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FIG 1. With the typical taper gage, the two pairs of jets are set to two different heights on the taper. The gage reflects a differential change between two diameters at a fixed distance along the part.
Air gages also effectively measure all common types of dimensions and are particularly suited for checking dimensional relationships such as taper, parallelism, squareness, straightness and center distance. Match gaging, which permits the selection of mating parts with a specified amount of clearance or interference, is easily accomplished with just one reading on one dial.
One of the great things about air gaging is the fact that virtually no other gaging system can put the sensors (in this case the air jets) so close together to allow for multiple diameters or geometric conditions in very small pieces of tooling. However, the fact that you can get the sensors close together to make checks for taper or squareness may also impose limits, despite the measuring capability.
Let’s review some examples.
With the typical taper gage, whether it’s a “jam” style that measures only taper or a clearance style that measures two diameters and taper, the two pairs of jets are set to two different heights on the taper (see Figure 1). The gage reflects a differential change between two diameters at a fixed distance along the part.
With a squareness (perpendicularity) gage, jet spacing is similar, but the circuit created to combine the jets is different (see Figure 2). Top and bottom jets on each side of the air plug are channeled to opposite sides of a special air meter to provide a differential-type measurement. Lack of squareness is indicated by movement of the meter hand as the part is rotated on a reference platen. This method is used primarily when the squareness reading should not be influenced by any taper condition.
The limitations of these measurements stem from jet placement. With good machining, air jets can be put very close together. In fact, it is not unusual to see jets spaced as close as 0.20 inch between their center lines. But think about how this affects part tolerances.
Let’s say that the specified tolerance for taper is +0.001 inch/-0.000 inch per foot. This 0.001-inch per-foot tolerance seems easy enough to achieve until you look at the complexity of the inspection process. First, most parts we see are much shorter than 1 foot, so most air gages actually compare diameters that are just 3 or 4 inches apart. This is no problem. However, if you want to measure this taper tolerance over a very short distance, there can be issues.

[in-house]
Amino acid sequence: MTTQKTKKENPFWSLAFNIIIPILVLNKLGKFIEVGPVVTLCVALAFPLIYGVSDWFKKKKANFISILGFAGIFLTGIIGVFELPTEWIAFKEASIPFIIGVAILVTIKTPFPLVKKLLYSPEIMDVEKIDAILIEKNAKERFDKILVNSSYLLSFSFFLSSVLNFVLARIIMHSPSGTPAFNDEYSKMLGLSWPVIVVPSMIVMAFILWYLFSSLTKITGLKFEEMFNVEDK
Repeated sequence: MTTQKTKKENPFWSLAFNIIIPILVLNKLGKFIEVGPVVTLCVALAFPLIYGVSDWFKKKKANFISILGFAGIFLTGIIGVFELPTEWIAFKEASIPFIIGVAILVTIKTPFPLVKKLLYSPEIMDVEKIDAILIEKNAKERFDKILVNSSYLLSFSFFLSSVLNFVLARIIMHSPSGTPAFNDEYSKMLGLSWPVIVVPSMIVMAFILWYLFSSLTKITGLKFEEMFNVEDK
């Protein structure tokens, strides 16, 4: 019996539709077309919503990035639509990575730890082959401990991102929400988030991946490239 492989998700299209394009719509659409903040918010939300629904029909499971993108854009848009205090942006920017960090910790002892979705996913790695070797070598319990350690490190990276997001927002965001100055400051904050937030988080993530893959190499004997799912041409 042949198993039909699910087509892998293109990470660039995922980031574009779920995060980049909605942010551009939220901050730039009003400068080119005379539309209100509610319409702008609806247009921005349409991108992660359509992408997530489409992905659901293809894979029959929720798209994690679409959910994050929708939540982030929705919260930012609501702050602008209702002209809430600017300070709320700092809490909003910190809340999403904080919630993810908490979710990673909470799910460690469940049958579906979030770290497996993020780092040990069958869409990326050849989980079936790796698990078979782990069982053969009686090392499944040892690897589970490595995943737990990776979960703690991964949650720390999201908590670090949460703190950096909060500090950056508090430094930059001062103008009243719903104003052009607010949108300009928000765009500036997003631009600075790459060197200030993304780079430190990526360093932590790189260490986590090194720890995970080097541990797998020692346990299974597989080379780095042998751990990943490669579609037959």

For example, if we use the scenario above where we have 0.20-inch jet spacing, the part has to meet a gaged tolerance of 0.001 inch divided by 60, or 0.000016 inch. Most common air gaging resolves to 10 microinches, and even high-magnification air gaging safely resolves to only 5 microinches. This does not leave much room for any part, gage, environment, operator or master variation.
Now, think about the master for the gage. Masters are often at least five to ten times better then the system on which they are being used. Or, think about the gages required to measure these masters: There are enough zeros in these numbers to make the national debt envious!
Beyond that, there is the concept of trying to achieve a 10-percent gage repeatability and reproducibility (GR&R). As this is about 4 percent of part tolerance, or 0.64 microinch, it is just plain unattainable.
Perpendicularity gaging works in a similar way. It is often specified over the entire length of the surface being measured, and it is subject to ratio reduction like the angular reading seen in the taper check.
So, how does one achieve these measurements with certainty on the shop floor? With tighter tolerances, the old 10-to-1 rule for gaging is out the window. Achieving 5 to 1 may also be a stretch. At some point, some gaging may not be capable of these tight tolerances over such a short area. Is it gaging at this point or just an indication of what is happening? In some cases, an indication is all that can be expected.
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